Scientists now have a better understanding about a site with the most chemically diverse mineral veins NASA’s Curiosity rover has examined on Mars, thanks in part to a valuable new resource scientists used in analyzing data from the rover.
Curiosity examined bright and dark mineral veins in March 2015 at a site called “Garden City,” where some veins protrude as high as two finger widths above the eroding bedrock in which they formed.
The diverse composition of the crisscrossing veins points to multiple episodes of water moving through fractures in the bedrock when it was buried. During some wet periods, water carried different dissolved substances than during other wet periods. When conditions dried, fluids left clues behind that scientists are now analyzing for insights into how ancient environmental conditions changed over time.
“These fluids could be from different sources at different times,” said Diana Blaney, a Curiosity science team member at NASA’s Jet Propulsion Laboratory, Pasadena, California. “We see crosscutting veins with such diverse chemistry at this localized site. This could be the result of distinct fluids migrating through from a distance, carrying chemical signatures from where they’d been.”
Researchers used Curiosity’s laser-firing Chemistry and Camera (ChemCam) instrument to record the spectra of sparks generated by zapping 17 Garden City targets with the laser. The unusually diverse chemistry detected at Garden City includes calcium sulfate in some veins and magnesium sulfate in others. Additional veins were found to be rich in fluorine or varying levels of iron.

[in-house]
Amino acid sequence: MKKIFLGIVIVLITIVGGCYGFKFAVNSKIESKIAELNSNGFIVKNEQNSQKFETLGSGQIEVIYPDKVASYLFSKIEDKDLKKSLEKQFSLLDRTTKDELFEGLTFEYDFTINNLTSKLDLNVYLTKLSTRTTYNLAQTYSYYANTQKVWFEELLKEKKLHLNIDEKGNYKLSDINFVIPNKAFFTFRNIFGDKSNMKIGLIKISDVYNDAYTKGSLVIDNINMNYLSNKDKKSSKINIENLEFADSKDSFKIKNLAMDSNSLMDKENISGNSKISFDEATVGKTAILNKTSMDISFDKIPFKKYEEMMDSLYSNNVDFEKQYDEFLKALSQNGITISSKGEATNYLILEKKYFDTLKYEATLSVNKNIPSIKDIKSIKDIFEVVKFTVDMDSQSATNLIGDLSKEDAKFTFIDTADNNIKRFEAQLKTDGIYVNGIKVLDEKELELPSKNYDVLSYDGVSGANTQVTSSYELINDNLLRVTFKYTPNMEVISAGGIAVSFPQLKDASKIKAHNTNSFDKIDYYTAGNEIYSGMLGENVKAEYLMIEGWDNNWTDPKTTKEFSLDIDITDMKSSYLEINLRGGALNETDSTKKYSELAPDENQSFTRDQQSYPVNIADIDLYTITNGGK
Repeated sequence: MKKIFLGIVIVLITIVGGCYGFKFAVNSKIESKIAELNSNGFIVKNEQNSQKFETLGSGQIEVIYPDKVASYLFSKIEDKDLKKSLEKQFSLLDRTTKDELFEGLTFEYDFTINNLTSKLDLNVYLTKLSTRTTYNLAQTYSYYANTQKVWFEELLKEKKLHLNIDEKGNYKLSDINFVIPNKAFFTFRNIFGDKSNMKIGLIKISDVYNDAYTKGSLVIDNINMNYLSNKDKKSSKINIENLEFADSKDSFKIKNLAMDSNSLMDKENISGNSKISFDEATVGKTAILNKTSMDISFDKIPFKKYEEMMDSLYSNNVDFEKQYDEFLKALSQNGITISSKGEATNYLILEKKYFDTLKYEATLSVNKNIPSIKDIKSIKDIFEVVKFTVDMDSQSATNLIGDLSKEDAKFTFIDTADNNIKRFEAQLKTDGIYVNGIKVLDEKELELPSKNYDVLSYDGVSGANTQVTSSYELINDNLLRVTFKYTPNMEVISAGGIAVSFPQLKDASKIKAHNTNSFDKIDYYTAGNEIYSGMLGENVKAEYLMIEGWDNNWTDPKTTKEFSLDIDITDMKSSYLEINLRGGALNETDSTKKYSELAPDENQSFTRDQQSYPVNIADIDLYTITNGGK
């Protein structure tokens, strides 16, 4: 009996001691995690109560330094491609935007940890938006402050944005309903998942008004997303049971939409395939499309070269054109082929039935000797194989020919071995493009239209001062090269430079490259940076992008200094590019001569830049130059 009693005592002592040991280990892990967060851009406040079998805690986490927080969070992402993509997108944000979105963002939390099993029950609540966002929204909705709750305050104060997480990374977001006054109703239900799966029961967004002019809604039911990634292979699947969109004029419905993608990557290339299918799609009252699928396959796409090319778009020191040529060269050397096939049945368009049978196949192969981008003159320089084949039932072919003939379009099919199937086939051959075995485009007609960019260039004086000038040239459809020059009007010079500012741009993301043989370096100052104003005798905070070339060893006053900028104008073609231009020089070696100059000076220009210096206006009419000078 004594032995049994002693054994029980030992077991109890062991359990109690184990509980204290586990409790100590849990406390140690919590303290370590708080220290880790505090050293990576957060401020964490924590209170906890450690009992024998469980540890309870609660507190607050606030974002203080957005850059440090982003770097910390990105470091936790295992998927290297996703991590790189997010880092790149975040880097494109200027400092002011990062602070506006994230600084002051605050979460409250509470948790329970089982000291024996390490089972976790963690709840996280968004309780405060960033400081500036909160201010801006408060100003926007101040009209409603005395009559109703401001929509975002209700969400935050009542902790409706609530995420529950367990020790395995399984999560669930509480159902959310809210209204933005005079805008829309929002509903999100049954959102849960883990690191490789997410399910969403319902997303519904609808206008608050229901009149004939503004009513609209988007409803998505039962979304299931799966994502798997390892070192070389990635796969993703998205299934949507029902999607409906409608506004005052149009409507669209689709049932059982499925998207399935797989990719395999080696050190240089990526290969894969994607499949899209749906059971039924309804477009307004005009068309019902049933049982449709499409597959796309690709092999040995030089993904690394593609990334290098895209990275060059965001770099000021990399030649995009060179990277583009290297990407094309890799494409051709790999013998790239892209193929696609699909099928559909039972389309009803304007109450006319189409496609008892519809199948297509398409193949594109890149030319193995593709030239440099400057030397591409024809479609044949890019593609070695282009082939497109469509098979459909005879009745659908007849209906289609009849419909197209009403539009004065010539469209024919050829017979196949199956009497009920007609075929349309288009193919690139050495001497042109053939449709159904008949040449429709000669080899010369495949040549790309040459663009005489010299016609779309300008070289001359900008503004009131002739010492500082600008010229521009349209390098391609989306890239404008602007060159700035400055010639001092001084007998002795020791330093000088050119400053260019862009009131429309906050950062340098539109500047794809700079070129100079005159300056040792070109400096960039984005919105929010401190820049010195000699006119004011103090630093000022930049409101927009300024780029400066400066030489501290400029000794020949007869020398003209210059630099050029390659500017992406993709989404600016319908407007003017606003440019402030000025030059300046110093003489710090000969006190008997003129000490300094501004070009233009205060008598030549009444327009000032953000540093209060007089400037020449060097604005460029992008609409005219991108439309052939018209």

As researchers analyzed Curiosity’s observations of the veins, the ChemCam team was completing the most extensive upgrade to its data-analysis toolkit since Curiosity reached Mars in August 2012. They more than tripled — to about 350 — the number of Earth-rock geochemical samples examined with a test version of ChemCam. This enabled an improvement in their data interpretation, making it more sensitive to a wider range of possible composition of Martian rocks.
Blaney said, “The chemistry at Garden City would have been very enigmatic if we didn’t have this recalibration.”
The Garden City site is just uphill from a mudstone outcrop called “Pahrump Hills,” which Curiosity investigated for about six months after reaching the base of multi-layered Mount Sharp in September 2014. The mission is examining ancient environments that offered favorable conditions for microbial life, if Mars has ever hosted any, and the changes from those environments to drier conditions that have prevailed on Mars for more than 3 billion years. Curiosity has found evidence that base layers of Mount Sharp were deposited in lakes and rivers. The wet conditions recorded by the Garden City veins existed in later eras, after the mud deposited in lakes had hardened into rock and cracked.
Eye-catching geometry revealed in images of the veins offers additional clues. Younger veins continue uninterrupted across intersections with veins that formed earlier, indicating relative ages.
ChemCam provides the capability of making distinct composition readings of multiple laser targets close together on different veins, rather than lumping the information together. The chemistry of these veins is also related to mineral alteration observed at other places on and near Mount Sharp. What researchers learned here can be used to help understand a very complex fluid chemical history in the region. Since leaving Garden City, Curiosity has climbed to higher, younger layers of Mount Sharp.
Today, Blaney presented findings from ChemCam’s Garden City investigations at the annual meeting of the American Astronomical Society’s Division for Planetary Science, in National Harbor, Maryland.